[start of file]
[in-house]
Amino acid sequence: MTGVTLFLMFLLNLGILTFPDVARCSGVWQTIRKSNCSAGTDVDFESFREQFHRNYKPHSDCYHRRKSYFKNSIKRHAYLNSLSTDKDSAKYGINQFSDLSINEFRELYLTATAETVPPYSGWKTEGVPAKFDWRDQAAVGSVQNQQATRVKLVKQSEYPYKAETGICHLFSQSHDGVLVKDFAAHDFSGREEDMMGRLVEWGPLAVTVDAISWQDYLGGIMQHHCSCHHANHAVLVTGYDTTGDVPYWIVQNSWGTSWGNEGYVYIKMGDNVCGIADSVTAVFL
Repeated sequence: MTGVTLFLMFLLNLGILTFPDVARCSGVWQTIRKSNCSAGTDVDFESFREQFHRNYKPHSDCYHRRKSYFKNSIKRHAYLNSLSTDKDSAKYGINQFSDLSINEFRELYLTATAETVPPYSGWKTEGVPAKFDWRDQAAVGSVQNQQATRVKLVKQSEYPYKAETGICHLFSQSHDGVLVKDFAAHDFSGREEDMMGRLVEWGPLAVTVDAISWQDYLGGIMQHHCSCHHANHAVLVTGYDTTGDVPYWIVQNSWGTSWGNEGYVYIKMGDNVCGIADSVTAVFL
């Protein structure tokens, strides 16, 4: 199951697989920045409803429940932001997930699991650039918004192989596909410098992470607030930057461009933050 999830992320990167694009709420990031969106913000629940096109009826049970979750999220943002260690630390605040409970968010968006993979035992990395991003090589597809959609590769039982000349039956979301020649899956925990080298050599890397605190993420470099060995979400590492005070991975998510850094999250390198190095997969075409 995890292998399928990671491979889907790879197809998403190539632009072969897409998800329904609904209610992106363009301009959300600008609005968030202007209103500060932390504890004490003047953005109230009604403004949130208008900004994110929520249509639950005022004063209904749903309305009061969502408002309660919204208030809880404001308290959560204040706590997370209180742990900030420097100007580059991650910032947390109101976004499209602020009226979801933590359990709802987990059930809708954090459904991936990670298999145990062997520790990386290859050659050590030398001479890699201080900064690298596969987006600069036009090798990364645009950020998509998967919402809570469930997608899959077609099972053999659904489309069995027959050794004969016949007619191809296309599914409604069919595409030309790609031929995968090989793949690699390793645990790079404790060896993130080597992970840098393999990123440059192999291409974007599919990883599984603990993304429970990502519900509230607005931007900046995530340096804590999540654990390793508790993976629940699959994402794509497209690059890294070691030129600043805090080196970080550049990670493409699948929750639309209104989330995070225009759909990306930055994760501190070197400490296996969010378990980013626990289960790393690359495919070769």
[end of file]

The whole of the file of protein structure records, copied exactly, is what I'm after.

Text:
[in-house]
Amino acid sequence: MTGVTLFLMFLLNLGILTFPDVARCSGVWQTIRKSNCSAGTDVDFESFREQFHRNYKPHSDCYHRRKSYFKNSIKRHAYLNSLSTDKDSAKYGINQFSDLSINEFRELYLTATAETVPPYSGWKTEGVPAKFDWRDQAAVGSVQNQQATRVKLVKQSEYPYKAETGICHLFSQSHDGVLVKDFAAHDFSGREEDMMGRLVEWGPLAVTVDAISWQDYLGGIMQHHCSCHHANHAVLVTGYDTTGDVPYWIVQNSWGTSWGNEGYVYIKMGDNVCGIADSVTAVFL
Repeated sequence: MTGVTLFLMFLLNLGILTFPDVARCSGVWQTIRKSNCSAGTDVDFESFREQFHRNYKPHSDCYHRRKSYFKNSIKRHAYLNSLSTDKDSAKYGINQFSDLSINEFRELYLTATAETVPPYSGWKTEGVPAKFDWRDQAAVGSVQNQQATRVKLVKQSEYPYKAETGICHLFSQSHDGVLVKDFAAHDFSGREEDMMGRLVEWGPLAVTVDAISWQDYLGGIMQHHCSCHHANHAVLVTGYDTTGDVPYWIVQNSWGTSWGNEGYVYIKMGDNVCGIADSVTAVFL
């Protein structure tokens, strides 16, 4: 199951697989920045409803429940932001997930699991650039918004192989596909410098992470607030930057461009933050 999830992320990167694009709420990031969106913000629940096109009826049970979750999220943002260690630390605040409970968010968006993979035992990395991003090589597809959609590769039982000349039956979301020649899956925990080298050599890397605190993420470099060995979400590492005070991975998510850094999250390198190095997969075409 995890292998399928990671491979889907790879197809998403190539632009072969897409998800329904609904209610992106363009301009959300600008609005968030202007209103500060932390504890004490003047953005109230009604403004949130208008900004994110929520249509639950005022004063209904749903309305009061969502408002309660919204208030809880404001308290959560204040706590997370209180742990900030420097100007580059991650910032947390109101976004499209602020009226979801933590359990709802987990059930809708954090459904991936990670298999145990062997520790990386290859050659050590030398001479890699201080900064690298596969987006600069036009090798990364645009950020998509998967919402809570469930997608899959077609099972053999659904489309069995027959050794004969016949007619191809296309599914409604069919595409030309790609031929995968090989793949690699390793645990790079404790060896993130080597992970840098393999990123440059192999291409974007599919990883599984603990993304429970990502519900509230607005931007900046995530340096804590999540654990390793508790993976629940699959994402794509497209690059890294070691030129600043805090080196970080550049990670493409699948929750639309209104989330995070225009759909990306930055994760501190070197400490296996969010378990980013626990289960790393690359495919070769």